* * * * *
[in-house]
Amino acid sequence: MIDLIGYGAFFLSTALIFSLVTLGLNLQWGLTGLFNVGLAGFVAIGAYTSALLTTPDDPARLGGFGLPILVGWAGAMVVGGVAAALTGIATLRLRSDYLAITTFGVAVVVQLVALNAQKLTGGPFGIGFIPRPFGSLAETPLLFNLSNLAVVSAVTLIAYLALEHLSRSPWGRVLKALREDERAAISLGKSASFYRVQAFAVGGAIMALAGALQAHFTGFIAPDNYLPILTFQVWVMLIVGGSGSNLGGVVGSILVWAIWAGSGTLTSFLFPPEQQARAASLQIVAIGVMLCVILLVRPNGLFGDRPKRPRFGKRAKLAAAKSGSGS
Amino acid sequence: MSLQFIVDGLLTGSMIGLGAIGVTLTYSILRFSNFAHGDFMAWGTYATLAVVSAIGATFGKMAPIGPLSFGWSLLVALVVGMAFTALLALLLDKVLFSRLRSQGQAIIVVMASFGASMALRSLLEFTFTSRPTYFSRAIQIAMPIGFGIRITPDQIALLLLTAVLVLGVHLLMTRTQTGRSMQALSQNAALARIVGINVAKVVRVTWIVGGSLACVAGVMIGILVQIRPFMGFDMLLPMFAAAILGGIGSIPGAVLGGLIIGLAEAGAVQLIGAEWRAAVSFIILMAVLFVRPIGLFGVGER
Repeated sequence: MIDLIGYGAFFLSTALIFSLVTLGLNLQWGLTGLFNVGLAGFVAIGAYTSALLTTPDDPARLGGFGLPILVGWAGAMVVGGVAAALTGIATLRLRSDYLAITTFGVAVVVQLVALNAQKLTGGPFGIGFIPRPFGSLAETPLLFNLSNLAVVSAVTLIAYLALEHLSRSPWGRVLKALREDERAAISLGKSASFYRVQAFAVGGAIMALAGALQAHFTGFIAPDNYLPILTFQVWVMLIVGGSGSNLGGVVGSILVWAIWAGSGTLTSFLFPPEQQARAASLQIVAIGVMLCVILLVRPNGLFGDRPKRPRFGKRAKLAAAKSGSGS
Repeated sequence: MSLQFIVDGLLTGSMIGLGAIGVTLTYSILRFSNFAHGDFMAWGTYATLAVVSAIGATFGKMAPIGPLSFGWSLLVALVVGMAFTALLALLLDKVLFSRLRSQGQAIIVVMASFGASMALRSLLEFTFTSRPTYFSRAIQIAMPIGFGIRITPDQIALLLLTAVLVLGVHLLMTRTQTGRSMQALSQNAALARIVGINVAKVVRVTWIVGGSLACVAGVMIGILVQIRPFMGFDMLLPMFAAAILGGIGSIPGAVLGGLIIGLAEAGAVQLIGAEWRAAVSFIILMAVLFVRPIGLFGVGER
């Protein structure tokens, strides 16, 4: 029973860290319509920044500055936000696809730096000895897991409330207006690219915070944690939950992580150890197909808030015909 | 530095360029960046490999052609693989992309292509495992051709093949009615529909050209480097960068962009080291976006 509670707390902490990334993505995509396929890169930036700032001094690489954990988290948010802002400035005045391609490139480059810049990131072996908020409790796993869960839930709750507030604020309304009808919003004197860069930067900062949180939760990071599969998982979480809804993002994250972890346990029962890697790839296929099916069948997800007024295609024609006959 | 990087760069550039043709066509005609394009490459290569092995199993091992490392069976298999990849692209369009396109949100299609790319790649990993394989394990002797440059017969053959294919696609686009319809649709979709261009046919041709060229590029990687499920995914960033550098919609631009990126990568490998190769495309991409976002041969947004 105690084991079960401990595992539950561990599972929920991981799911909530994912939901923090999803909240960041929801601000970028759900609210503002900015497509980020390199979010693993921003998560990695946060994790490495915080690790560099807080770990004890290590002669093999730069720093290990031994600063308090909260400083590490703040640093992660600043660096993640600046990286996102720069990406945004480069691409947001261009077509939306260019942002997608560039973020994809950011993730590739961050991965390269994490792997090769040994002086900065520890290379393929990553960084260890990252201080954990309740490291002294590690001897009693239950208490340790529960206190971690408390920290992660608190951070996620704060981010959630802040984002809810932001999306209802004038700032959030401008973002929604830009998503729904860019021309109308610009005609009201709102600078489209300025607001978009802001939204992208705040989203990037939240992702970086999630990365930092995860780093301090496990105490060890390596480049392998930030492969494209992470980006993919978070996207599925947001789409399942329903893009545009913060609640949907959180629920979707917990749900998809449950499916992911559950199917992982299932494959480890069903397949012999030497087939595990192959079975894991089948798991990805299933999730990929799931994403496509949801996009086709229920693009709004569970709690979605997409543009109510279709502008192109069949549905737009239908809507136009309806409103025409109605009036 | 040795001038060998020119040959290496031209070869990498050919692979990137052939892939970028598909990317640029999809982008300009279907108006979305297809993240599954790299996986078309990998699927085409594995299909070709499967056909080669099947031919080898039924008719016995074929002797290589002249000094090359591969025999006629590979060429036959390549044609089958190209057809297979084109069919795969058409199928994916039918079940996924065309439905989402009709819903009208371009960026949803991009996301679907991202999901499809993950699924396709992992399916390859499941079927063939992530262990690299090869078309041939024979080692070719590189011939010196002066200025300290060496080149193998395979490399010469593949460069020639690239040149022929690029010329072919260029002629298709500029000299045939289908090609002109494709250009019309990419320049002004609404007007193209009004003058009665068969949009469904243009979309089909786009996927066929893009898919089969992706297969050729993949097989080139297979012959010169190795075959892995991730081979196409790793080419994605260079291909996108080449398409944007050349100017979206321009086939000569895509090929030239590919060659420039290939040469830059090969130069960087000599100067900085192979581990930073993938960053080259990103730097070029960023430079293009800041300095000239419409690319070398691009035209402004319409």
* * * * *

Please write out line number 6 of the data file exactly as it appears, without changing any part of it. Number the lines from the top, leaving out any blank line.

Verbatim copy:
């Protein structure tokens, strides 16, 4: 029973860290319509920044500055936000696809730096000895897991409330207006690219915070944690939950992580150890197909808030015909 | 530095360029960046490999052609693989992309292509495992051709093949009615529909050209480097960068962009080291976006 509670707390902490990334993505995509396929890169930036700032001094690489954990988290948010802002400035005045391609490139480059810049990131072996908020409790796993869960839930709750507030604020309304009808919003004197860069930067900062949180939760990071599969998982979480809804993002994250972890346990029962890697790839296929099916069948997800007024295609024609006959 | 990087760069550039043709066509005609394009490459290569092995199993091992490392069976298999990849692209369009396109949100299609790319790649990993394989394990002797440059017969053959294919696609686009319809649709979709261009046919041709060229590029990687499920995914960033550098919609631009990126990568490998190769495309991409976002041969947004 105690084991079960401990595992539950561990599972929920991981799911909530994912939901923090999803909240960041929801601000970028759900609210503002900015497509980020390199979010693993921003998560990695946060994790490495915080690790560099807080770990004890290590002669093999730069720093290990031994600063308090909260400083590490703040640093992660600043660096993640600046990286996102720069990406945004480069691409947001261009077509939306260019942002997608560039973020994809950011993730590739961050991965390269994490792997090769040994002086900065520890290379393929990553960084260890990252201080954990309740490291002294590690001897009693239950208490340790529960206190971690408390920290992660608190951070996620704060981010959630802040984002809810932001999306209802004038700032959030401008973002929604830009998503729904860019021309109308610009005609009201709102600078489209300025607001978009802001939204992208705040989203990037939240992702970086999630990365930092995860780093301090496990105490060890390596480049392998930030492969494209992470980006993919978070996207599925947001789409399942329903893009545009913060609640949907959180629920979707917990749900998809449950499916992911559950199917992982299932494959480890069903397949012999030497087939595990192959079975894991089948798991990805299933999730990929799931994403496509949801996009086709229920693009709004569970709690979605997409543009109510279709502008192109069949549905737009239908809507136009309806409103025409109605009036 | 040795001038060998020119040959290496031209070869990498050919692979990137052939892939970028598909990317640029999809982008300009279907108006979305297809993240599954790299996986078309990998699927085409594995299909070709499967056909080669099947031919080898039924008719016995074929002797290589002249000094090359591969025999006629590979060429036959390549044609089958190209057809297979084109069919795969058409199928994916039918079940996924065309439905989402009709819903009208371009960026949803991009996301679907991202999901499809993950699924396709992992399916390859499941079927063939992530262990690299090869078309041939024979080692070719590189011939010196002066200025300290060496080149193998395979490399010469593949460069020639690239040149022929690029010329072919260029002629298709500029000299045939289908090609002109494709250009019309990419320049002004609404007007193209009004003058009665068969949009469904243009979309089909786009996927066929893009898919089969992706297969050729993949097989080139297979012959010169190795075959892995991730081979196409790793080419994605260079291909996108080449398409944007050349100017979206321009086939000569895509090929030239590919060659420039290939040469830059090969130069960087000599100067900085192979581990930073993938960053080259990103730097070029960023430079293009800041300095000239419409690319070398691009035209402004319409």